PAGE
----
Tuesday, December 24, 2013

The War on Christmas




Fox News Channel continues its ridiculous media campaign against intelligence by maintaining that there is a “War on Christmas.” They cite differences of opinions as harbingers of the doom of their sacred capitalist-version of the holiday.
But to this day, no actual evidence exists that this war has ever been waged. It’s enough for them that you might disagree with them.


Granted, it’s a stretch to call them a news channel. One-sided opinion and hate mongering aren’t really journalism. What they’ve actually succeeded in doing is scaring their viewers into thinking that Christmas is endangered - even as those same viewers lined up at 6pm on Thanksgiving to be the first to take advantage of misleading “deals” at those gigantic box stores.

And yet, when someone says “Happy Holidays” rather than “Merry Christmas,” that’s all the “proof” they need to say that the war is ever present and coming for your faith-based sensibilities However, a cursory glance at any dictionary will show that the word holiday is a form of “holy day.” Wishing someone well on a holy day seems like it would be exactly what people should do on a holy day.

Their hosts blather that the phrase should always be. I would counter with this: shouldn’t the birth of the Christian savior be the holiest of days? Would not the phrase “Happy Holy Day” be acceptable considering the sentiment? Unless they’re not concerned with the holy part of the holiday.

But it’s more than that. Considering how many religions do something in December, does not “Happy Holidays” encompass everyone? Consider the Jewish celebration of Hanukkah. On the current Gregorian calendar, it comes up during a range of late November through December depending on the Jewish timetable. Does wishing a person of the Jewish faith a happy holiday infringe on their Hanukkah celebration? And why is there there not a peep about the War on Hanukkah on Fox News.

What about someone that celebrates Kwanzaa which is a week long celebration beginning the day after Christmas. How many times are you in a store and someone says “Joyous Kwanzaa” to you? And where is the kinara? Admittedly, this is cultural observation rather than a religious one, but where is the outrage about the War on Kwanzaa?

Islam uses a lunar calendar and as such their holidays don’t mirror dates that would pop up on the Western Gregorian calendar at the regular intervals that American and European Christians are used to. However, in saying that, some holy days could end up in December. Fox never declared a war on Ramadan, for example. Not that they would. They’re already fighting a different War on Islam in both an overt and covert sense.

Regardless, those are just the big holy days in America. With so many so close together, it seems right that you wish everyone, regardless of faith, a Happy Holiday. Doesn’t that count as a no-brainer? It’s means you get to promote those warm feelings we want during the holidays without having to guess what the next person observes.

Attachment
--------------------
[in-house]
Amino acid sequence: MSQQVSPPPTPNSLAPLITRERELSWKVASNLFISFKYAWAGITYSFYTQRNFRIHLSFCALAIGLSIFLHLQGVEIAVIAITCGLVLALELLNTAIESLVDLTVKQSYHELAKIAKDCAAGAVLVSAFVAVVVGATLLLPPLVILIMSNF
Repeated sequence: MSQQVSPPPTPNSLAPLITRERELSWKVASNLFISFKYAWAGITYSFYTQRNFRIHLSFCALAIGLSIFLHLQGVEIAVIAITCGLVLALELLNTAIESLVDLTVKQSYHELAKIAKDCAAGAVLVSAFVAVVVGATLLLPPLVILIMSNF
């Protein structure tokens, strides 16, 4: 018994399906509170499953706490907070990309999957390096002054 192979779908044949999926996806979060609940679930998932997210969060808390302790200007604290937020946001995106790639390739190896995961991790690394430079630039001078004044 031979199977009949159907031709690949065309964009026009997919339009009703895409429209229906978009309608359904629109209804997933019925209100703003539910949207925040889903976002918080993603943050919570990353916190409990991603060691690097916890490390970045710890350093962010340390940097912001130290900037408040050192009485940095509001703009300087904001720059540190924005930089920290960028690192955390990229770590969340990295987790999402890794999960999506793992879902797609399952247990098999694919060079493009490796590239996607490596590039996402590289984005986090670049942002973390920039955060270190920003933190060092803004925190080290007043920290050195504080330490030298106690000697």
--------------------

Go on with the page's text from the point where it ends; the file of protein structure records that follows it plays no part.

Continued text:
But think about the people that celebrate the pagan Roman holiday Saturnalia. That’s the celebration that occurs in accordance with the Winter Solstice in late December. Many cultures that predate Christianity have been celebrating it as the sun coming back and bringing with it the future of the spring. You know, the entire basis of the Western version of Christmas.

Being born in Roman occupied land back in 4 B.C., Yeshua (Jesus’s real Hebrew name) and his parents, Yehosef and Miriam, would know about Saturnalia but wouldn’t have celebrated. And more importantly, Jesus was a Jewish man with a calendar of Jewish holidays. He didn’t find a way to participate in Saturnalia. He didn’t claim it for himself so that capitalism could run rampant and force people to spend money they don’t have in an effort to keep up with the people next door who did exactly the same thing?

Or did you forget that story of throwing the money changers out of the temple? Or his ministering to the poor?

The larger question that should be asked: would Jesus care?

Of course He would, but not in the way Fox News would have you think. He would be appalled at what many Christians have turned this time of year into. The commercialism, the lack of support for the poor, the willful giving of the masses to the 1% in the form of shopping would go counter to his message (full disclosure: I celebrate Christmas that way, too, and I need to do better).

That’s not even considering the fact that He was born sometime between March and May, by historical accounts. The Bible maintains that shepherds were in the fields and it’s too cold for that in December so the date observed as his birth isn’t even right.

Perhaps Jesus would ask why Fox News condones those things and conducts its war on His values?

You know, its War on Christmas.

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